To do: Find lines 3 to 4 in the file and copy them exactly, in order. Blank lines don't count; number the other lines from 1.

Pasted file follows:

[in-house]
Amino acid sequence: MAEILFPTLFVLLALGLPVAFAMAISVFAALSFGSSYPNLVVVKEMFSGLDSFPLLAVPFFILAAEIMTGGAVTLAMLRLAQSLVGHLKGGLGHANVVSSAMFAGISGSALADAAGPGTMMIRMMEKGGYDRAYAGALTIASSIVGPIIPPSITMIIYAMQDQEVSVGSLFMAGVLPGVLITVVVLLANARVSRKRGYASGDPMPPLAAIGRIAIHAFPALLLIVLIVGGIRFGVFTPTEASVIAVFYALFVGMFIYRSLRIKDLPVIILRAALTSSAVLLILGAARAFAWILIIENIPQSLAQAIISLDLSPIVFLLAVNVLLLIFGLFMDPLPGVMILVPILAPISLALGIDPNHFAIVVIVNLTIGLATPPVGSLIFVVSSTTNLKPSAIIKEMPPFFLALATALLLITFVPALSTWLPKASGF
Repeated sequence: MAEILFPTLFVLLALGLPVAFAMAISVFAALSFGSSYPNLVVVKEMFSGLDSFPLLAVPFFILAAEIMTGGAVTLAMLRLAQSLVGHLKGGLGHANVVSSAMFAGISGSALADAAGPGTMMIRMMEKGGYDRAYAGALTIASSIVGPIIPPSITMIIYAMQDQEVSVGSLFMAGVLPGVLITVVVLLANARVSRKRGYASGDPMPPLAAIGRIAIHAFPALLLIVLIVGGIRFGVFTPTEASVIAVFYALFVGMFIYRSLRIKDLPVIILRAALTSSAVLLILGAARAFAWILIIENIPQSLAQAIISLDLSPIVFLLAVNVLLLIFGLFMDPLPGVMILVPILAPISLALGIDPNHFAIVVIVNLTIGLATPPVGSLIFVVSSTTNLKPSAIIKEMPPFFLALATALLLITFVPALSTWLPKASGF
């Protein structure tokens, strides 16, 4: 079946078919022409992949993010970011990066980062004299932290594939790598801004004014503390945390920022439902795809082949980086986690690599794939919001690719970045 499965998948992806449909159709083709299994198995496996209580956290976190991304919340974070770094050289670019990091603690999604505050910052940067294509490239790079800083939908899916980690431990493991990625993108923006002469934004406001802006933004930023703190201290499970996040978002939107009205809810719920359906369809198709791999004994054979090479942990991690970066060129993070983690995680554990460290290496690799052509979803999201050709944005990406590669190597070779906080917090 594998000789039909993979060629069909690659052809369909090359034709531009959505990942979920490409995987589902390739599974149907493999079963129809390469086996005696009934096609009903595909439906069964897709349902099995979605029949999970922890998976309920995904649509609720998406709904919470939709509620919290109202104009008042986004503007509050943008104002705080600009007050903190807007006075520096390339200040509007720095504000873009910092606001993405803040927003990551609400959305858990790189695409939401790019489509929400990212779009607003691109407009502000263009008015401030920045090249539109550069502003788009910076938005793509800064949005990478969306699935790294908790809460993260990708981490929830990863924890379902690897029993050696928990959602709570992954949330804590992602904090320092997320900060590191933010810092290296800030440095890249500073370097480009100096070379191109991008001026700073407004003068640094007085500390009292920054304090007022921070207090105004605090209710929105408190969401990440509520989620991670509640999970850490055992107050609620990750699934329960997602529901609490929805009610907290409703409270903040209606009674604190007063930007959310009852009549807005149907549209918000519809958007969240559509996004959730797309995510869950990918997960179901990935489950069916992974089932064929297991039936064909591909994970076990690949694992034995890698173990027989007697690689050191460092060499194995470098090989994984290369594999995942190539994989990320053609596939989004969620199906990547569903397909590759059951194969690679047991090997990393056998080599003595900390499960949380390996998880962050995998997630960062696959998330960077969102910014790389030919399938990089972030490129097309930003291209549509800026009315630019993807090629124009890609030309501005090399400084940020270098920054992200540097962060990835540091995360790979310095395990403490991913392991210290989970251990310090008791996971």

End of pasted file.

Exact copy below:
Repeated sequence: MAEILFPTLFVLLALGLPVAFAMAISVFAALSFGSSYPNLVVVKEMFSGLDSFPLLAVPFFILAAEIMTGGAVTLAMLRLAQSLVGHLKGGLGHANVVSSAMFAGISGSALADAAGPGTMMIRMMEKGGYDRAYAGALTIASSIVGPIIPPSITMIIYAMQDQEVSVGSLFMAGVLPGVLITVVVLLANARVSRKRGYASGDPMPPLAAIGRIAIHAFPALLLIVLIVGGIRFGVFTPTEASVIAVFYALFVGMFIYRSLRIKDLPVIILRAALTSSAVLLILGAARAFAWILIIENIPQSLAQAIISLDLSPIVFLLAVNVLLLIFGLFMDPLPGVMILVPILAPISLALGIDPNHFAIVVIVNLTIGLATPPVGSLIFVVSSTTNLKPSAIIKEMPPFFLALATALLLITFVPALSTWLPKASGF
């Protein structure tokens, strides 16, 4: 079946078919022409992949993010970011990066980062004299932290594939790598801004004014503390945390920022439902795809082949980086986690690599794939919001690719970045 499965998948992806449909159709083709299994198995496996209580956290976190991304919340974070770094050289670019990091603690999604505050910052940067294509490239790079800083939908899916980690431990493991990625993108923006002469934004406001802006933004930023703190201290499970996040978002939107009205809810719920359906369809198709791999004994054979090479942990991690970066060129993070983690995680554990460290290496690799052509979803999201050709944005990406590669190597070779906080917090 594998000789039909993979060629069909690659052809369909090359034709531009959505990942979920490409995987589902390739599974149907493999079963129809390469086996005696009934096609009903595909439906069964897709349902099995979605029949999970922890998976309920995904649509609720998406709904919470939709509620919290109202104009008042986004503007509050943008104002705080600009007050903190807007006075520096390339200040509007720095504000873009910092606001993405803040927003990551609400959305858990790189695409939401790019489509929400990212779009607003691109407009502000263009008015401030920045090249539109550069502003788009910076938005793509800064949005990478969306699935790294908790809460993260990708981490929830990863924890379902690897029993050696928990959602709570992954949330804590992602904090320092997320900060590191933010810092290296800030440095890249500073370097480009100096070379191109991008001026700073407004003068640094007085500390009292920054304090007022921070207090105004605090209710929105408190969401990440509520989620991670509640999970850490055992107050609620990750699934329960997602529901609490929805009610907290409703409270903040209606009674604190007063930007959310009852009549807005149907549209918000519809958007969240559509996004959730797309995510869950990918997960179901990935489950069916992974089932064929297991039936064909591909994970076990690949694992034995890698173990027989007697690689050191460092060499194995470098090989994984290369594999995942190539994989990320053609596939989004969620199906990547569903397909590759059951194969690679047991090997990393056998080599003595900390499960949380390996998880962050995998997630960062696959998330960077969102910014790389030919399938990089972030490129097309930003291209549509800026009315630019993807090629124009890609030309501005090399400084940020270098920054992200540097962060990835540091995360790979310095395990403490991913392991210290989970251990310090008791996971």